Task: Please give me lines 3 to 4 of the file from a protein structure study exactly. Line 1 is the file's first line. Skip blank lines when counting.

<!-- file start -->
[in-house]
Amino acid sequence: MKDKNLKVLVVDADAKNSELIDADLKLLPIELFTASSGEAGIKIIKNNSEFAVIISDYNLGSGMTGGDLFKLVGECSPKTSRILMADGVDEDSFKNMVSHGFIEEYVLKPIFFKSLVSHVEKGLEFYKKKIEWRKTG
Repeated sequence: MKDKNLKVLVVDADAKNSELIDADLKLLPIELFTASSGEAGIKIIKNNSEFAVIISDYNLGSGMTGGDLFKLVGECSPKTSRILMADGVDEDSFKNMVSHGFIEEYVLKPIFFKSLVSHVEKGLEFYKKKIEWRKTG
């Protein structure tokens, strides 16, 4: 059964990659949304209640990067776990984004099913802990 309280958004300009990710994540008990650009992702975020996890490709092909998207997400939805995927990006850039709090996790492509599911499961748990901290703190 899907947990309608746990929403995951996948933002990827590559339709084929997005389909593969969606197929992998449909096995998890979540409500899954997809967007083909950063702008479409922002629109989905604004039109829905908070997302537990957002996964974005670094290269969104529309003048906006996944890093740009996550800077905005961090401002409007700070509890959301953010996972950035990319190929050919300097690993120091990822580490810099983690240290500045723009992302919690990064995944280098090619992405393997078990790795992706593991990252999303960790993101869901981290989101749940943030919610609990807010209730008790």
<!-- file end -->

Repeated sequence: MKDKNLKVLVVDADAKNSELIDADLKLLPIELFTASSGEAGIKIIKNNSEFAVIISDYNLGSGMTGGDLFKLVGECSPKTSRILMADGVDEDSFKNMVSHGFIEEYVLKPIFFKSLVSHVEKGLEFYKKKIEWRKTG
């Protein structure tokens, strides 16, 4: 059964990659949304209640990067776990984004099913802990 309280958004300009990710994540008990650009992702975020996890490709092909998207997400939805995927990006850039709090996790492509599911499961748990901290703190 899907947990309608746990929403995951996948933002990827590559339709084929997005389909593969969606197929992998449909096995998890979540409500899954997809967007083909950063702008479409922002629109989905604004039109829905908070997302537990957002996964974005670094290269969104529309003048906006996944890093740009996550800077905005961090401002409007700070509890959301953010996972950035990319190929050919300097690993120091990822580490810099983690240290500045723009992302919690990064995944280098090619992405393997078990790795992706593991990252999303960790993101869901981290989101749940943030919610609990807010209730008790």